Opera finds its place on live streaming platforms during COVID-19 pandemic
During the COVID-19 outbreak, theater shows across China remain suspended. Now opera troupes have stepped into the live broadcast field to find a way to reach their fans. During an opera performance this week, six live broadcast were held in five days. The repertoire included all kinds of opera, including Peking Opera, Henan Opera and Kunqu Opera.
As the ancient opera culture takes a stage on network broadcast platforms, will it be well received?
Li Shujian, vice chairman of the Chinese Opera Society and director of Henan Opera House, met with similar concerns before initiating the move.
To Li's surprise, since he joined Kuaishou, a short video platform on March 7, his opera videos have attracted nearly 20 million views. With his daughter's encouragement, he decided to do live streaming sessions and interact with his followers.
For live broadcast, Li not only invited famous actors associated with Henan Opera to perform but also exhibited some special techniques such as "sleeve-throwing."
"If I perform 100 shows a year, 2,000 people per show, in 45 years the number of people who watched to me would be about 10 million," he estimated.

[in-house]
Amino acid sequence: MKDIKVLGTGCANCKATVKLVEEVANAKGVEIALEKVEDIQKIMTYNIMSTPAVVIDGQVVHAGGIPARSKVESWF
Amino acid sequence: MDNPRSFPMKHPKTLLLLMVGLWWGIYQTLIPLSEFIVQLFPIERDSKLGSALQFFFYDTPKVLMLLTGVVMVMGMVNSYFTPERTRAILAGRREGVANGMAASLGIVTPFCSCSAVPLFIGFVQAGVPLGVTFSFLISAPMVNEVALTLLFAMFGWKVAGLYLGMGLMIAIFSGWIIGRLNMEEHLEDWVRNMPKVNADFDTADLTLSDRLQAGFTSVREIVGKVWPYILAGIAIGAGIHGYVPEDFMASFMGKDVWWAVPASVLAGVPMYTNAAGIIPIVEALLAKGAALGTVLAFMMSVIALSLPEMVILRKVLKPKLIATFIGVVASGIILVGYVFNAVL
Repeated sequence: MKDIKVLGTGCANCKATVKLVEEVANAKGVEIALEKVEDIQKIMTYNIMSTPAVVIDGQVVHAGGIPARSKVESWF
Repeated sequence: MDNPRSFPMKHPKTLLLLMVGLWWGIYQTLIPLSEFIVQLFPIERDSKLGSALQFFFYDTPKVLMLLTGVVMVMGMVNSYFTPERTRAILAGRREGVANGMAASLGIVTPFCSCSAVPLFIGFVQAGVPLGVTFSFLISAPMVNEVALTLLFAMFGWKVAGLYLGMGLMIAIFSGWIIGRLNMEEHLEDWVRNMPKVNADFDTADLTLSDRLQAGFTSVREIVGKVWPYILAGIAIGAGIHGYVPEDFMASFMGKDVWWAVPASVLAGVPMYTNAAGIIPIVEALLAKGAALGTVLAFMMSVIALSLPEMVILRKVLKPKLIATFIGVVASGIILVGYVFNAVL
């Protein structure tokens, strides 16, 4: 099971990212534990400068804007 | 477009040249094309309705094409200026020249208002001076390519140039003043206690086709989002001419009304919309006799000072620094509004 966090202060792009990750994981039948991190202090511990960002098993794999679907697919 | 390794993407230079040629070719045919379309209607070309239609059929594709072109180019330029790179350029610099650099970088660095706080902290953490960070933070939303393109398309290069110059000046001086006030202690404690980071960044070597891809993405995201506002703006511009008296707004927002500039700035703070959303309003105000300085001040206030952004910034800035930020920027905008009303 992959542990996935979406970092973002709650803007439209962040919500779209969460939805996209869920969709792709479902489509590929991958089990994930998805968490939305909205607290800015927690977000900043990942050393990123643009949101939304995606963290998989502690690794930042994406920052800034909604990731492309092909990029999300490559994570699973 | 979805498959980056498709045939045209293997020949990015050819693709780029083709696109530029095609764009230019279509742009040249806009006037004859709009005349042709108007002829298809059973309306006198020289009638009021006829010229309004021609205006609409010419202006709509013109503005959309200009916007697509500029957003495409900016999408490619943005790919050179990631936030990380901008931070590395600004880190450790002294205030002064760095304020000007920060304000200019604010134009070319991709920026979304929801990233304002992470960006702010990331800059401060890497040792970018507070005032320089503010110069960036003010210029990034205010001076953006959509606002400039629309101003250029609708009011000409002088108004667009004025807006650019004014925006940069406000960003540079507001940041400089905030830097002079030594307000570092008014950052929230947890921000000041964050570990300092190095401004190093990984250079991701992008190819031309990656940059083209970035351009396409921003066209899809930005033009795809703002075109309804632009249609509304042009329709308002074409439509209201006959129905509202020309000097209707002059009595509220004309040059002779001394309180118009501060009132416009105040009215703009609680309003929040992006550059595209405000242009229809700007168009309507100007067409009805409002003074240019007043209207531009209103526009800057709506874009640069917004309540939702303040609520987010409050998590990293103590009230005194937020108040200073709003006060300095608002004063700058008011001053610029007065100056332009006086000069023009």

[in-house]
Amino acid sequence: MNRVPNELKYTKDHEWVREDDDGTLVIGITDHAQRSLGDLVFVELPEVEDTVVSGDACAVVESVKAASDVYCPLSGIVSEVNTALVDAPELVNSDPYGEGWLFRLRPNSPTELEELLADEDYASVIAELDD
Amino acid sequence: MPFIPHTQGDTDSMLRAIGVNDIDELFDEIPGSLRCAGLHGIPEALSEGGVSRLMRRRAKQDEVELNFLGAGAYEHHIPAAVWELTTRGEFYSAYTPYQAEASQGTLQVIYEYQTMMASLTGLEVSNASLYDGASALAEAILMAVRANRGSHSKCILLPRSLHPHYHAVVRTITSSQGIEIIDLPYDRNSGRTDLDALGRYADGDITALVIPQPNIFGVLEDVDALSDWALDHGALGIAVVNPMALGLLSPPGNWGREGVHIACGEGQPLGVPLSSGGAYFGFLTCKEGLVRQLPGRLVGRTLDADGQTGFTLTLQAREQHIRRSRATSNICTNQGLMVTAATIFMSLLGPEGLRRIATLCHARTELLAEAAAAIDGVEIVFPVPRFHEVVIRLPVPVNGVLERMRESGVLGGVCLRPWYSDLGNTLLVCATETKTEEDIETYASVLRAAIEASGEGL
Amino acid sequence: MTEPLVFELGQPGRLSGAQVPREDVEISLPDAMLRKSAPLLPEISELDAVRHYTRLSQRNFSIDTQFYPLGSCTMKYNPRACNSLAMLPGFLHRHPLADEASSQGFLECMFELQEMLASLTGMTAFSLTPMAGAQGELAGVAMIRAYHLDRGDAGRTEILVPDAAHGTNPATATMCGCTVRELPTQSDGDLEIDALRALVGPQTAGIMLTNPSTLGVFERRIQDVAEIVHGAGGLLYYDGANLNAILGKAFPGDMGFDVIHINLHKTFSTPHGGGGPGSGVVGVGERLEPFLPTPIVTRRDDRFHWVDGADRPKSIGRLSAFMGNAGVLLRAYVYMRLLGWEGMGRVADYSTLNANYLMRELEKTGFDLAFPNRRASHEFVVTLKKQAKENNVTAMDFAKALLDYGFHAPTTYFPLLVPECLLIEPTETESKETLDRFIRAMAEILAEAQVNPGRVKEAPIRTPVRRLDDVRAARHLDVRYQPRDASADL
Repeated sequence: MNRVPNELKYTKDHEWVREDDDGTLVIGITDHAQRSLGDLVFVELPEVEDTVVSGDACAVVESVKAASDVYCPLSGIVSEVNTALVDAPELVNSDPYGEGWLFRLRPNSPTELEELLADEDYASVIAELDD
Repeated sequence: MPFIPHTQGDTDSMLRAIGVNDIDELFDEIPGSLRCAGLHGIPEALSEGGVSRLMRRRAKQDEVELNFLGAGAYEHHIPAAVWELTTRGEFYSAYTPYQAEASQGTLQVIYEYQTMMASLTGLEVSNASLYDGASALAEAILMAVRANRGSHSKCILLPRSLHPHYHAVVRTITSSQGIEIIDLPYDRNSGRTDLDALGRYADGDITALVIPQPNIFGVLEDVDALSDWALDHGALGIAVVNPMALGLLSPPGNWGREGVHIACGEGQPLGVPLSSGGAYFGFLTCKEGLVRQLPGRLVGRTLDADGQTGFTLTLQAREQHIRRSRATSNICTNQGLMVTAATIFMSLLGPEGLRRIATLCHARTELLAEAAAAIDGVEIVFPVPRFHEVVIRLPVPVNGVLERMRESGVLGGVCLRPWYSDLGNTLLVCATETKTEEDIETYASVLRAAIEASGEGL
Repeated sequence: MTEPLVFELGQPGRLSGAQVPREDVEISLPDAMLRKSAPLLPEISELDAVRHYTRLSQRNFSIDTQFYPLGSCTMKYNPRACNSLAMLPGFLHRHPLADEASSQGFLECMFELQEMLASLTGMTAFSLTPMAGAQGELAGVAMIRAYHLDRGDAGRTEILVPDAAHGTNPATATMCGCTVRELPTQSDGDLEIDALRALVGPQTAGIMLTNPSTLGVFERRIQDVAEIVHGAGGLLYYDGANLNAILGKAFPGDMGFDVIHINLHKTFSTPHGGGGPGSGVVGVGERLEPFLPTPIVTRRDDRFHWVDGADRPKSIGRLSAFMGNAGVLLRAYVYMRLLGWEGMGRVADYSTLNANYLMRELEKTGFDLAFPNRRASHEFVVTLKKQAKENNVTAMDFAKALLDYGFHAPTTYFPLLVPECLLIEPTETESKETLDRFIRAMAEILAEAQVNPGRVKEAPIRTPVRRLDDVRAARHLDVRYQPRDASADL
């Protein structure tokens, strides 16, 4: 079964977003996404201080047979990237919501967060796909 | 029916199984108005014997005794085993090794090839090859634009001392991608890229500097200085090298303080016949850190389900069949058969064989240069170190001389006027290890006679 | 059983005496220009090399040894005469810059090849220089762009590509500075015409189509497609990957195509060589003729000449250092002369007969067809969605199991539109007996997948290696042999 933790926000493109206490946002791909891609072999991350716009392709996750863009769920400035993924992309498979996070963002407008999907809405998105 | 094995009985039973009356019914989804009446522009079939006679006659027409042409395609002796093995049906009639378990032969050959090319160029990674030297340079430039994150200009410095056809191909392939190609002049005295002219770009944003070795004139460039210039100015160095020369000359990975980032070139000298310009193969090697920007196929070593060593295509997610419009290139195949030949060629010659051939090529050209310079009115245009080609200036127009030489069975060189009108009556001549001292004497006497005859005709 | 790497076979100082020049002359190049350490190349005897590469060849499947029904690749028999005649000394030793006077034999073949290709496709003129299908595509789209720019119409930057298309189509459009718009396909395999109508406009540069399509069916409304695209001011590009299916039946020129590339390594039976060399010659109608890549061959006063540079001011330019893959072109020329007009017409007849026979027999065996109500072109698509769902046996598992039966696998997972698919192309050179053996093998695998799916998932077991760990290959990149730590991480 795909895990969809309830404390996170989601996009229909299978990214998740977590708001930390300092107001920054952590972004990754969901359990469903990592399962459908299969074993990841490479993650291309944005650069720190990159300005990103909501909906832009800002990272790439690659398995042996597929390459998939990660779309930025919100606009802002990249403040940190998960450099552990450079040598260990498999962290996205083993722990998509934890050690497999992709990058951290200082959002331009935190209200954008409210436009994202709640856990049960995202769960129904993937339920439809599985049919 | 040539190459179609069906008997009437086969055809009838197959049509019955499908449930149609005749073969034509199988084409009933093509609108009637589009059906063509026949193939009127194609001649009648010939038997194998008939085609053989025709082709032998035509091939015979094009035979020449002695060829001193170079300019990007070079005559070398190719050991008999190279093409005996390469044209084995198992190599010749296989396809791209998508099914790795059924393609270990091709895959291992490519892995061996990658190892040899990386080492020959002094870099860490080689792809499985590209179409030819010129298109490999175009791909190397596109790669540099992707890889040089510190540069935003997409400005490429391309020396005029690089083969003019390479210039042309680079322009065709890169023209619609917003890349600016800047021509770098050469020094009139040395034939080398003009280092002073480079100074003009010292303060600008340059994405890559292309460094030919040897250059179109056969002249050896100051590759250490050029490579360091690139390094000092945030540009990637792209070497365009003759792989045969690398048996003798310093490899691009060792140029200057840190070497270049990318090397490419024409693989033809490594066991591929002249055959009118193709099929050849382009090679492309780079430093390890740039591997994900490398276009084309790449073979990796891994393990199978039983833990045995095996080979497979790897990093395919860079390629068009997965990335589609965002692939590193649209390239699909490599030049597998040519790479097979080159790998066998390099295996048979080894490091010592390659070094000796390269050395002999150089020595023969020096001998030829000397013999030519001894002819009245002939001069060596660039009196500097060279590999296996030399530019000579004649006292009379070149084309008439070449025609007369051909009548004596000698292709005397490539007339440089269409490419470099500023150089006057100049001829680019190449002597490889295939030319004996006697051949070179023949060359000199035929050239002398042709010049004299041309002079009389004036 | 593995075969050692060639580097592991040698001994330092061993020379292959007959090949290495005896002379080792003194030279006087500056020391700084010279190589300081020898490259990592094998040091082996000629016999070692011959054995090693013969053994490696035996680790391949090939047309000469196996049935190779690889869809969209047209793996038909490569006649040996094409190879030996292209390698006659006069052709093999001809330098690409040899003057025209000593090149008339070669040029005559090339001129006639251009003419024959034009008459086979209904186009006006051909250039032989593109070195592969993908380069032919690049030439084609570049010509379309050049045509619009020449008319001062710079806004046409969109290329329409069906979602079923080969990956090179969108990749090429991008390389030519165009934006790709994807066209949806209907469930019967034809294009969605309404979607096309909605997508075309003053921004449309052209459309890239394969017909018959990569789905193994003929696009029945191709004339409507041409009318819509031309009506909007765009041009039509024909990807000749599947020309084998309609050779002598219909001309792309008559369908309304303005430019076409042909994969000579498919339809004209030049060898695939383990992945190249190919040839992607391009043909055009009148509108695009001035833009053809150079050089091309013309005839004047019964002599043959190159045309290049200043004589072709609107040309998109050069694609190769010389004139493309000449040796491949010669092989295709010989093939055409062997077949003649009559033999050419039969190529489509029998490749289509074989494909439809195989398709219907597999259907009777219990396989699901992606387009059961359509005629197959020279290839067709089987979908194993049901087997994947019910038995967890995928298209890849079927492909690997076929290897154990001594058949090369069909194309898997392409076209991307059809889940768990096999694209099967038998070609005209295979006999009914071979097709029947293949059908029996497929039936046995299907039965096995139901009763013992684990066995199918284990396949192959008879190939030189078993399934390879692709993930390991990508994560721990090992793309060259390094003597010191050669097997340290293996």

"But on live streaming platform, in just over 20 days, my work has been viewed nearly 20 million times," Li said.
The huge popularity of a hit drama has also brought young fans to the live broadcast of opera series. "Winter Begonia" on iQIYI, an online video platform, involves many aspects of Beijing and Kun opera. The joys and sorrows of the characters in the operatic circle appealed to the audience.
An opera talk show also debuted alongside the hit series. On the show, anchor Wang Peiyu, a renowned Peking Opera singer introduced the audience to the antics and anecdotes of the opera culture.
In the first half of 2019, more than 2.9 million new opera videos were released on Kuaishou alone, covering 168 types of opera. Among them, Peking Opera has the maximum number of videos with 1.58 million creators, while Henan Opera has the highest average number of views with over 20,000 creators.
After the pandemic, live streaming platforms might emerge as a new way for the opera culture to evolve in the new tech-savvy world.